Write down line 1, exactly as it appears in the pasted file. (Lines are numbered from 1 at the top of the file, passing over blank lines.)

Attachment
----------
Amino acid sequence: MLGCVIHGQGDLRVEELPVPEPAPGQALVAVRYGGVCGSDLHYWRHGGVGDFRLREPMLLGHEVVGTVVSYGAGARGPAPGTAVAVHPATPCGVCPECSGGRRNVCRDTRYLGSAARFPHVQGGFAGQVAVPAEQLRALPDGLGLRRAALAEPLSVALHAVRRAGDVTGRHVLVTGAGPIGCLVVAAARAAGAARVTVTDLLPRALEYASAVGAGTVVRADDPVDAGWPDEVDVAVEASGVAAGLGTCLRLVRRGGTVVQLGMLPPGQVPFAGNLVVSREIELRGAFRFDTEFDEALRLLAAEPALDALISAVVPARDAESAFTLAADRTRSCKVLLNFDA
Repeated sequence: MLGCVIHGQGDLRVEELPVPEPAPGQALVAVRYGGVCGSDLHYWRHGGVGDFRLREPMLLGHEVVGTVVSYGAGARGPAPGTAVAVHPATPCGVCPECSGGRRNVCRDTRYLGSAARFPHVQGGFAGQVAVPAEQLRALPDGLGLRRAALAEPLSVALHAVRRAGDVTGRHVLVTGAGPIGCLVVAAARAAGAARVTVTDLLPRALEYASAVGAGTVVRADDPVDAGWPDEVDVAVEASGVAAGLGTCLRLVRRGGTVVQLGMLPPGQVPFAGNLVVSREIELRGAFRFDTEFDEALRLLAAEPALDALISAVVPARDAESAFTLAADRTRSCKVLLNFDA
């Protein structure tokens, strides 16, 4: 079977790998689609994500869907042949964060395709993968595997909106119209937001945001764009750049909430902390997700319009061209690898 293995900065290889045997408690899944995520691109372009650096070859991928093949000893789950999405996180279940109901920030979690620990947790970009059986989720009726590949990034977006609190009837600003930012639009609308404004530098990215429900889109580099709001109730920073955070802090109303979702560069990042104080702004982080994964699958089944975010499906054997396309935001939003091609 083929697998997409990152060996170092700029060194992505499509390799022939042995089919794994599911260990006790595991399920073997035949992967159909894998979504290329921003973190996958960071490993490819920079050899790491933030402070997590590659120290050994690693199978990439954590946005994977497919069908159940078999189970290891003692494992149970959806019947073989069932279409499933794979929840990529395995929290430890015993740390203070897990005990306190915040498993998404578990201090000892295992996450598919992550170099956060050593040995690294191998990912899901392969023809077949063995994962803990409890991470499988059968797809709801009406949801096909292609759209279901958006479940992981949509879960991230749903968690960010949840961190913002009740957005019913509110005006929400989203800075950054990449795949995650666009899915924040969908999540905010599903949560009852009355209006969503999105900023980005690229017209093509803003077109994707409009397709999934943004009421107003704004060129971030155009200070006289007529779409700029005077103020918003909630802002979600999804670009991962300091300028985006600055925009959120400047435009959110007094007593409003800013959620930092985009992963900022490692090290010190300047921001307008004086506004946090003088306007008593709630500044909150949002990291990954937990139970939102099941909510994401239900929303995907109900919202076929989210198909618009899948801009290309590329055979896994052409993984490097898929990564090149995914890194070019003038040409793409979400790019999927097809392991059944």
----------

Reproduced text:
Amino acid sequence: MLGCVIHGQGDLRVEELPVPEPAPGQALVAVRYGGVCGSDLHYWRHGGVGDFRLREPMLLGHEVVGTVVSYGAGARGPAPGTAVAVHPATPCGVCPECSGGRRNVCRDTRYLGSAARFPHVQGGFAGQVAVPAEQLRALPDGLGLRRAALAEPLSVALHAVRRAGDVTGRHVLVTGAGPIGCLVVAAARAAGAARVTVTDLLPRALEYASAVGAGTVVRADDPVDAGWPDEVDVAVEASGVAAGLGTCLRLVRRGGTVVQLGMLPPGQVPFAGNLVVSREIELRGAFRFDTEFDEALRLLAAEPALDALISAVVPARDAESAFTLAADRTRSCKVLLNFDA